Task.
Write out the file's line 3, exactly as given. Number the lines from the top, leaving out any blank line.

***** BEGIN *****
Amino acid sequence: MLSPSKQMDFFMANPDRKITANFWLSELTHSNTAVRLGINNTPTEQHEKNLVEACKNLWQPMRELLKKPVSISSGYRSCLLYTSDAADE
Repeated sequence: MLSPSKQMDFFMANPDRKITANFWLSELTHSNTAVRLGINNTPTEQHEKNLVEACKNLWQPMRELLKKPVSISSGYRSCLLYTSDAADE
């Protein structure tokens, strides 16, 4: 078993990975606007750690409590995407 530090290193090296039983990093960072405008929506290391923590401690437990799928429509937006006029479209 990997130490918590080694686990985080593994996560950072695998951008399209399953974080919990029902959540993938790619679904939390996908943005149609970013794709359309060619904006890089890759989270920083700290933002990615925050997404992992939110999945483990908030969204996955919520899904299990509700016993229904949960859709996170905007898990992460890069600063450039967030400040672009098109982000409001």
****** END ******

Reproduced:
């Protein structure tokens, strides 16, 4: 078993990975606007750690409590995407 530090290193090296039983990093960072405008929506290391923590401690437990799928429509937006006029479209 990997130490918590080694686990985080593994996560950072695998951008399209399953974080919990029902959540993938790619679904939390996908943005149609970013794709359309060619904006890089890759989270920083700290933002990615925050997404992992939110999945483990908030969204996955919520899904299990509700016993229904949960859709996170905007898990992460890069600063450039967030400040672009098109982000409001």